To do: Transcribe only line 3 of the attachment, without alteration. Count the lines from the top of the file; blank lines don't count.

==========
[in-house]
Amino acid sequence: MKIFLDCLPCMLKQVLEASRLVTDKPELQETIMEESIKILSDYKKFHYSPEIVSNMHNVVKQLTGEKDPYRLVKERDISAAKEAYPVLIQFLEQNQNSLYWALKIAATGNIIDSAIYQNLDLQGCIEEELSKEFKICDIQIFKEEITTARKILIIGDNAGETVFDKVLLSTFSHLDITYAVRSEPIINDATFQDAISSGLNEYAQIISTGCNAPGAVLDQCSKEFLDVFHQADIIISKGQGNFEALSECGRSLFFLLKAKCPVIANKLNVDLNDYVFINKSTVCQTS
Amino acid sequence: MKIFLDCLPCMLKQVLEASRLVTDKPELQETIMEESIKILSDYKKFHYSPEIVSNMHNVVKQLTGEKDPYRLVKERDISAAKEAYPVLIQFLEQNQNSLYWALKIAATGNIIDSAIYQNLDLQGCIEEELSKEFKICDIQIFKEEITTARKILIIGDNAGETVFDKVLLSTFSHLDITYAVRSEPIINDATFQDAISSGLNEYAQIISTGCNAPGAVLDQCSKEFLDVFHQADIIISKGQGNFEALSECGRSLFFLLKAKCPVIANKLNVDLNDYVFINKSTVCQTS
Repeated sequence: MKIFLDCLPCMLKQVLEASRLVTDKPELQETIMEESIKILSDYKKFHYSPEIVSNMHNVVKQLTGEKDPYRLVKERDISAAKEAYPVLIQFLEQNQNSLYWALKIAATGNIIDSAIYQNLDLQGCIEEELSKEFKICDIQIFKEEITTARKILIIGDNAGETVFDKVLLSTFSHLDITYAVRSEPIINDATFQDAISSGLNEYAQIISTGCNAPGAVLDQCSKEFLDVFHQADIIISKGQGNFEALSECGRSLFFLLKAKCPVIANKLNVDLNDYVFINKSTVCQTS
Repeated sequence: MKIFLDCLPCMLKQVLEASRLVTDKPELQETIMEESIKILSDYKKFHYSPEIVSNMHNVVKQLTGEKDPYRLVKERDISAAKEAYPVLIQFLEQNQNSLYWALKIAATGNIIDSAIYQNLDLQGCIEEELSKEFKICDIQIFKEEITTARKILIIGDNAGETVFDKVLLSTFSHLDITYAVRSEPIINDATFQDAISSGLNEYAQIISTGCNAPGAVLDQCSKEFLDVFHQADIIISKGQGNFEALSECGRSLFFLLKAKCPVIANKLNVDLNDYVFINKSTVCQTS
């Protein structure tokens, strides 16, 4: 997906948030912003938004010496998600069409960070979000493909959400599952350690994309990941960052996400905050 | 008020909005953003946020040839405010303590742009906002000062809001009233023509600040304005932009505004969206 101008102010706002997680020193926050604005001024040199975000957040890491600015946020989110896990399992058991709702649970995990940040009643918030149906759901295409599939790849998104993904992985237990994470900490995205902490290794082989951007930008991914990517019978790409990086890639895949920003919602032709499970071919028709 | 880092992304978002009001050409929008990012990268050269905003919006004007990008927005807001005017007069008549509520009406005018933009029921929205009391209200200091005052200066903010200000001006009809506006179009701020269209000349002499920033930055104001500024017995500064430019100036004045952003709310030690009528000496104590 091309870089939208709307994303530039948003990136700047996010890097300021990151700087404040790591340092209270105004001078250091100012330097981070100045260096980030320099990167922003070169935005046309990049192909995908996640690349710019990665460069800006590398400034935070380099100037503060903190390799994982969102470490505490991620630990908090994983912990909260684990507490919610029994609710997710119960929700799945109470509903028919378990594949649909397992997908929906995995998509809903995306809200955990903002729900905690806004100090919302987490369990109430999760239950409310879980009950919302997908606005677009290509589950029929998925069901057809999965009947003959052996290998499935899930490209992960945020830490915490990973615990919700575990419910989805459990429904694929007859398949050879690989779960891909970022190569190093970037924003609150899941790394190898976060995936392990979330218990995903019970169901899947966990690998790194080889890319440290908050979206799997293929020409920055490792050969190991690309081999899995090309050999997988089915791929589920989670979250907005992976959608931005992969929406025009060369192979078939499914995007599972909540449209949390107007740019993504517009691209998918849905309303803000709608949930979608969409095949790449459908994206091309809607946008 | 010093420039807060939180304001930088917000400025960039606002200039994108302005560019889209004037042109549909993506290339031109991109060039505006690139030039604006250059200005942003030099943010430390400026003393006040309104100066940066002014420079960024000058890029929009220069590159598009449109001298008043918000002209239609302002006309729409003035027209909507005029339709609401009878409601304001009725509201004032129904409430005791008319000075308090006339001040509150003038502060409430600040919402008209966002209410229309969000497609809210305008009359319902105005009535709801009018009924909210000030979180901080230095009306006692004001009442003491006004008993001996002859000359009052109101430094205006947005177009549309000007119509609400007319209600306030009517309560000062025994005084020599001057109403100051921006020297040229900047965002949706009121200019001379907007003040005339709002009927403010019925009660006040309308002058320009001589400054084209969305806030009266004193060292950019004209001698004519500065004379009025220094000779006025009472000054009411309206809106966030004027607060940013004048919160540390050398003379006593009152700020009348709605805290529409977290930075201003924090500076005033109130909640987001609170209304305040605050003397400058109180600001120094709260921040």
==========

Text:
Amino acid sequence: MKIFLDCLPCMLKQVLEASRLVTDKPELQETIMEESIKILSDYKKFHYSPEIVSNMHNVVKQLTGEKDPYRLVKERDISAAKEAYPVLIQFLEQNQNSLYWALKIAATGNIIDSAIYQNLDLQGCIEEELSKEFKICDIQIFKEEITTARKILIIGDNAGETVFDKVLLSTFSHLDITYAVRSEPIINDATFQDAISSGLNEYAQIISTGCNAPGAVLDQCSKEFLDVFHQADIIISKGQGNFEALSECGRSLFFLLKAKCPVIANKLNVDLNDYVFINKSTVCQTS